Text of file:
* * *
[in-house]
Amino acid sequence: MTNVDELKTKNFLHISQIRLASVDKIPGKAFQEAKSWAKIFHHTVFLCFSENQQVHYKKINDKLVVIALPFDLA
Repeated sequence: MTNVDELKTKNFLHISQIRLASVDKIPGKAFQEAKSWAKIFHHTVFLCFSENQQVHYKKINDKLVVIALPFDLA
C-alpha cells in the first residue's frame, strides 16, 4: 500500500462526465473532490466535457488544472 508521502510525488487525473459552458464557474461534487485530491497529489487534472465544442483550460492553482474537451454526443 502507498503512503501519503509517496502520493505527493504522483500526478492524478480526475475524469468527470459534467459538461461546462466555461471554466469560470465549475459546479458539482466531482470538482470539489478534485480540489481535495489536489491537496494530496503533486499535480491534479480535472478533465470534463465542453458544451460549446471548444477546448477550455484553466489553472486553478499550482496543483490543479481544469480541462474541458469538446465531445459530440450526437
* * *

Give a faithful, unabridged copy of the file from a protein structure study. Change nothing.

[in-house]
Amino acid sequence: MTNVDELKTKNFLHISQIRLASVDKIPGKAFQEAKSWAKIFHHTVFLCFSENQQVHYKKINDKLVVIALPFDLA
Repeated sequence: MTNVDELKTKNFLHISQIRLASVDKIPGKAFQEAKSWAKIFHHTVFLCFSENQQVHYKKINDKLVVIALPFDLA
C-alpha cells in the first residue's frame, strides 16, 4: 500500500462526465473532490466535457488544472 508521502510525488487525473459552458464557474461534487485530491497529489487534472465544442483550460492553482474537451454526443 502507498503512503501519503509517496502520493505527493504522483500526478492524478480526475475524469468527470459534467459538461461546462466555461471554466469560470465549475459546479458539482466531482470538482470539489478534485480540489481535495489536489491537496494530496503533486499535480491534479480535472478533465470534463465542453458544451460549446471548444477546448477550455484553466489553472486553478499550482496543483490543479481544469480541462474541458469538446465531445459530440450526437